There is an increasing need and demand not only for housing that is affordable but also for housing that is "green." Green essentially means healthy, energy and resource efficient, and environmentally low-impact. "Green building" is a term that is used to describe a process for designing, developing, constructing, and operating buildings and infrastructure using sustainable methods and materials-to provide healthy living environments for people, to reduce the use of energy and natural resources, and to minimize negative impacts on local, regional, and global ecosystems. The goal of this strategy is essentially to increase convenience for the masses by placing public transit access and employment centers near affordable housing, such as apartment buildings. This increased convenience would enable not only decreased vehicle miles traveled to and from work and other locations, but also decrease personal travel and housing costs for those who need it the most.
Strategies and Greenhouse Gas Emissions
Cost to the City
It really depends. The transportation system costs more for bus lines, a possible light rail and that aside what needs to be considered here is community planning. Much of Tacoma is already built up, so starting from scratch is not an option, but considering what each smaller community needs to become more walkable and has access to mass transit is a good place to start. This particular recommendation has the potential have a more long term goal in mind.
Benefits to residents
Benefits to developers or building owners
Benefits to investors
Benefits to community
Benefits to environment
This will be a partnership between the City and builders, planners, employers, Pierce County Transit, and the general community.
San Francisco, CA
Smaller homes, higher taxes; Bay Area residents willing to change to cut greenhouse gas: San Francisco, in order to reach 1999 levels of carbon emissions is encouraging citizens to drive less. In a "random telephone poll of 1,800 residents of the nine Bay Area counties in late September and early October found that 64 percent thought global warming was the most important factor to consider when developing transportation and land-use plans. Another 28 percent considered it at least somewhat important." Their willingness is redefining building codes, making houses smaller with less yard and closer together. But do they mind this change? The telephone survey also "asked whether they would choose to live in a small house with a small backyard instead of a larger house that required a longer commute, 74 percent said yes." (Taken from The San Francisco Chronicle, October 27, 2007, Saturday, Michael Cabanatuan, Chronicle Staff Writer)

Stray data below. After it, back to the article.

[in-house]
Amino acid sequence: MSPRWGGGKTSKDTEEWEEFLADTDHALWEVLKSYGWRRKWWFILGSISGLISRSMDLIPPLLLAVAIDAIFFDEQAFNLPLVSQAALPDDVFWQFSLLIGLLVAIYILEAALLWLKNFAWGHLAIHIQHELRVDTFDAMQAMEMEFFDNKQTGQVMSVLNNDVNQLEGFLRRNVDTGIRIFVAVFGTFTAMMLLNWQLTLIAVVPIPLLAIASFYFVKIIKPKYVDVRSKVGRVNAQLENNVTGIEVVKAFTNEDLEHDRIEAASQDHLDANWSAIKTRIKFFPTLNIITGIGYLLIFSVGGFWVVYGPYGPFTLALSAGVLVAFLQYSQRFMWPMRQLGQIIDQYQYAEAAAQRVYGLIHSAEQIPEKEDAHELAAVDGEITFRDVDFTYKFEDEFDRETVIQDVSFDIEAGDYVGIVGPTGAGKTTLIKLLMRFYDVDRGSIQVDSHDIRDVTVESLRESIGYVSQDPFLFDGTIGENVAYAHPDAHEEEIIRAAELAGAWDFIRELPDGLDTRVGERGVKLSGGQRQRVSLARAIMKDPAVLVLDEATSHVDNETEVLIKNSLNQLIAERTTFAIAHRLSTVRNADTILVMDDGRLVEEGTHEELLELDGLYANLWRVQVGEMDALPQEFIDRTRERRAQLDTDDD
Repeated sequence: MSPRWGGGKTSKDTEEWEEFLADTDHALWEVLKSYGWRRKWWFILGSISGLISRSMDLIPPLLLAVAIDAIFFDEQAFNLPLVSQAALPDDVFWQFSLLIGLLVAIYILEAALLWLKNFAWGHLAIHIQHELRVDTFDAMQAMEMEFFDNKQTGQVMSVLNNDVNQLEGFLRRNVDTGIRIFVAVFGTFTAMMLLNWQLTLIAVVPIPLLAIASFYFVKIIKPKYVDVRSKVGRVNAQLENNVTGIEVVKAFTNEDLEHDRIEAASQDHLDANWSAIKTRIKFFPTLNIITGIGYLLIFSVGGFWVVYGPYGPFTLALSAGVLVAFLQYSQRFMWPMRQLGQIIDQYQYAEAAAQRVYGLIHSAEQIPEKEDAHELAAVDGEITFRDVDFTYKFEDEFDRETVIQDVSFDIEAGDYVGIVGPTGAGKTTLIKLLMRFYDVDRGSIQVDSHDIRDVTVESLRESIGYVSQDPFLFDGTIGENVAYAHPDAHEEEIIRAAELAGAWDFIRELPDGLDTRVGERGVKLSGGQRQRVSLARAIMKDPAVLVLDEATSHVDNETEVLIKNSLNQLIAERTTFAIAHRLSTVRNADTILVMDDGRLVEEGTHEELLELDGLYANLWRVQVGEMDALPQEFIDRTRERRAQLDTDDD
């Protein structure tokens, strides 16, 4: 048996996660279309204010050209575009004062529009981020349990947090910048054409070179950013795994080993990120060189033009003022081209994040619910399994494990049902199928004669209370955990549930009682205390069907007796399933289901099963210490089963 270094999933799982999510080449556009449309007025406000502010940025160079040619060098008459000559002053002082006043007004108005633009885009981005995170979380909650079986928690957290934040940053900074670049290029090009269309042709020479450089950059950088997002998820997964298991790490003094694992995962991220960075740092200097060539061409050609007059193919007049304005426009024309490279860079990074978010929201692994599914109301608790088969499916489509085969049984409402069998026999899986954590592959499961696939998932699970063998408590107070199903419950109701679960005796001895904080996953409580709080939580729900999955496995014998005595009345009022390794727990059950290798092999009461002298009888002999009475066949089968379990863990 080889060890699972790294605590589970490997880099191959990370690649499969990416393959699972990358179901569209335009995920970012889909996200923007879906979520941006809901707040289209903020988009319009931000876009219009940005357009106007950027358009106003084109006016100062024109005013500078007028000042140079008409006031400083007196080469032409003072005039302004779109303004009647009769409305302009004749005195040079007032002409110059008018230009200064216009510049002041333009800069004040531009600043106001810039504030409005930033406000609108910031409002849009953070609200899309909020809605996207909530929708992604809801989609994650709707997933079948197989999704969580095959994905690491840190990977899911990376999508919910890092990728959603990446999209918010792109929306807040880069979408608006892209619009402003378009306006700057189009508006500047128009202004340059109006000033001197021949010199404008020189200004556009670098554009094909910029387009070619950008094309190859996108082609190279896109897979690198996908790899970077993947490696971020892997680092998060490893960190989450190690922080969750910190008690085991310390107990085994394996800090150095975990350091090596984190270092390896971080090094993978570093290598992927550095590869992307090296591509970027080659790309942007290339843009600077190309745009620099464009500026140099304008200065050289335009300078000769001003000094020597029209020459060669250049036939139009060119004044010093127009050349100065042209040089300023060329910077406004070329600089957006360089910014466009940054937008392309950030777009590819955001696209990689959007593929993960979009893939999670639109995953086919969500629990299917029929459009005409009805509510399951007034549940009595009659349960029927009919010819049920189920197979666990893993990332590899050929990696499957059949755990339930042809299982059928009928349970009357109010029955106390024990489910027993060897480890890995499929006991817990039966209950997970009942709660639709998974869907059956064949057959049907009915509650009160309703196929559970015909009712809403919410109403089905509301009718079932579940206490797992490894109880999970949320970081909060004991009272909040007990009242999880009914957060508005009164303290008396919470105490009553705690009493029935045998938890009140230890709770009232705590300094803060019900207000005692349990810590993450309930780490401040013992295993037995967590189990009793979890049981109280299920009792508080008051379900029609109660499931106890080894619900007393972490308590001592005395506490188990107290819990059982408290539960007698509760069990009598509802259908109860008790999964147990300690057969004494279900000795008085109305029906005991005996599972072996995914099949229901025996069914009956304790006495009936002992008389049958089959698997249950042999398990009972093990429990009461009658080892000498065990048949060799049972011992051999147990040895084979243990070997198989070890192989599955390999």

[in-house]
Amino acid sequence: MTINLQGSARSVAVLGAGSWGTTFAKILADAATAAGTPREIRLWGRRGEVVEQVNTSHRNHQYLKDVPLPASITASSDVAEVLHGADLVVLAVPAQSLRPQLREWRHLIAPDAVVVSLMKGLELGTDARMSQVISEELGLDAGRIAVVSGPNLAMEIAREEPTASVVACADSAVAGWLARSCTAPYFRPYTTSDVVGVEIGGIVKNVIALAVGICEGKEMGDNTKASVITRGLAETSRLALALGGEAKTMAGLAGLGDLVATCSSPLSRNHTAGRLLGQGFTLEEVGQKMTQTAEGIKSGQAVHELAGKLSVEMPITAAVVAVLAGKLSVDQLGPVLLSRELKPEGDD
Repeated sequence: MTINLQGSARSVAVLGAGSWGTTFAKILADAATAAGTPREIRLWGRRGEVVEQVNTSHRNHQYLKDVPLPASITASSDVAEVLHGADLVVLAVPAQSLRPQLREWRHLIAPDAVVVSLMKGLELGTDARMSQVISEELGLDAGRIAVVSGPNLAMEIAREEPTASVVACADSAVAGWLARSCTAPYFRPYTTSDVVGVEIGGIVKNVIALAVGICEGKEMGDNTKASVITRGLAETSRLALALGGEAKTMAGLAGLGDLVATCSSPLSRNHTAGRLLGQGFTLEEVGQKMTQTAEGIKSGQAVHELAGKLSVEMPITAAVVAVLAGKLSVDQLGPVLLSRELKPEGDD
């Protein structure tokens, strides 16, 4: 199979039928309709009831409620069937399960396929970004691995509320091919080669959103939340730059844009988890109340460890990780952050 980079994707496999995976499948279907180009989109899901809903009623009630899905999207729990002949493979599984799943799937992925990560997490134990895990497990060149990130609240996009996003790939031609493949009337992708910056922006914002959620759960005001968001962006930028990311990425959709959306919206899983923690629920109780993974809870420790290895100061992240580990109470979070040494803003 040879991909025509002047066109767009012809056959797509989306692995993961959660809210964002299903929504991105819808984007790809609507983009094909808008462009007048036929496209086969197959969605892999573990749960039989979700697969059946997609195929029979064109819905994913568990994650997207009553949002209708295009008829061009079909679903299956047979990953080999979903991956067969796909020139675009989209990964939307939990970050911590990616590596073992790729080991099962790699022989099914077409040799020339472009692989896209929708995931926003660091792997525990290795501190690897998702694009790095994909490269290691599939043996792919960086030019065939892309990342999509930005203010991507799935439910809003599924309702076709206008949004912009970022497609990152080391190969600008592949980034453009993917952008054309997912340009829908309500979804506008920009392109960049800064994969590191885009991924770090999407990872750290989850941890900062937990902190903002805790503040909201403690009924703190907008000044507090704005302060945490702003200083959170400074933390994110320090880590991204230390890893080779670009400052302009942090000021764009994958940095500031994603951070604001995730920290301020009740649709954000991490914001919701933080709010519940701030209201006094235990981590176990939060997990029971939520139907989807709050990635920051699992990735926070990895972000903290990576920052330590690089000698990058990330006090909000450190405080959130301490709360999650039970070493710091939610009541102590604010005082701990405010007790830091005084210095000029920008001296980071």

The Illinois Climate Change Advisory Group has a detailed plan to implement what they call smart growth initiatives and also expand mass transit, they hope that it will reduce 0.29 MM tons of CO2 by 2020 with this plan. The PDF of the plans is attached in the related information.
The city's plan incorporates many elements of transit-oriented development, and has made efforts to revise their multi-family code to "encourage housing close to transit and commercial areas."